While Gen Z is known for its ability to joke about trauma, this is a case in which the collective humor should be put on pause. According to the NSVRC, jokes about sexual assault harm survivors. Sexist punch-lines, rape jokes, and victim-blaming comments correlate directly to real-life violence because they minimize the experiences of survivors and reinforce rape culture. By casually inserting ourselves into Wright’s and other survivors’ experiences, we are picking up destructive practices that can have potentially severe consequences. Going forward, we can take a step back and give survivors space to speak up, if they so choose. In learning how to be better allies, we can offer our support, instead of further perpetuating harm.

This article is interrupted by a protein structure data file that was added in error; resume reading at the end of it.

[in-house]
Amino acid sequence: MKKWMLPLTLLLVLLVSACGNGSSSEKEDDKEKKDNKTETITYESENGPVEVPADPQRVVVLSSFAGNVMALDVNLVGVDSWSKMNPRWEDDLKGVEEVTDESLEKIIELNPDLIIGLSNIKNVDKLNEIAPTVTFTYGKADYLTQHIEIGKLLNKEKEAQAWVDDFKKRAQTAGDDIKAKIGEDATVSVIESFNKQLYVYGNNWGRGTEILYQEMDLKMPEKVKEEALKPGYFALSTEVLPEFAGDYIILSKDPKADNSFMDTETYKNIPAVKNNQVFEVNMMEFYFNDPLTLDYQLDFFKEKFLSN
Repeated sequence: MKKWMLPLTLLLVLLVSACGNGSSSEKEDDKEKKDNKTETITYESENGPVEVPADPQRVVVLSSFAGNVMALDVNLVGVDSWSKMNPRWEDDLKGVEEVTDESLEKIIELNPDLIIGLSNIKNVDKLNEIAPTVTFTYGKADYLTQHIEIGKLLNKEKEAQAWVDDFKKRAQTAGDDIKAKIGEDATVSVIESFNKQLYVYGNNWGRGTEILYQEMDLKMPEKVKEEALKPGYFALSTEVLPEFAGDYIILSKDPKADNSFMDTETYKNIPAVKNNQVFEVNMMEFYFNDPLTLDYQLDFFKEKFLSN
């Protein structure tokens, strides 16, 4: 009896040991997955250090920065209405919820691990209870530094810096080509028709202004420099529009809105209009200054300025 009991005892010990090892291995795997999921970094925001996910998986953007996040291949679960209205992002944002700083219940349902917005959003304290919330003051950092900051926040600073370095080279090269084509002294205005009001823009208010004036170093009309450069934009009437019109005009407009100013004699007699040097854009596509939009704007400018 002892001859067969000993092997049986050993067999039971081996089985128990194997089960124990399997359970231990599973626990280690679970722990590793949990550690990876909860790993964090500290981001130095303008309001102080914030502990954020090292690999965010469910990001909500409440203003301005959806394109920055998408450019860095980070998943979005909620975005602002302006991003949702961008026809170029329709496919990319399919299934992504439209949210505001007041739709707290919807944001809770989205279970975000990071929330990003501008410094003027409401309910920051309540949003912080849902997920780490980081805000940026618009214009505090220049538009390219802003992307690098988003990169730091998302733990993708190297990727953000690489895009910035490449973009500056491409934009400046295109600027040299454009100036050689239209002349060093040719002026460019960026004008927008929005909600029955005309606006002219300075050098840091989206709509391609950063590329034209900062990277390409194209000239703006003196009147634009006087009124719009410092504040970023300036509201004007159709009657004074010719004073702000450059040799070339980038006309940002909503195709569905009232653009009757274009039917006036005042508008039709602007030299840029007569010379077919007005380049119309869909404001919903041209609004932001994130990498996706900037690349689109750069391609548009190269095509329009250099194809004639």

If you or someone you know has been sexually assaulted, call the National Sexual Assault Telephone Hotline at 800-656-HOPE (4673) or visit online.rainn.org.
Laura Palumbo, National Sexual Violence Resource Center, Communications Director
Erinn Robinson, Rape, Abuse, & Incest National Network, Press Secretary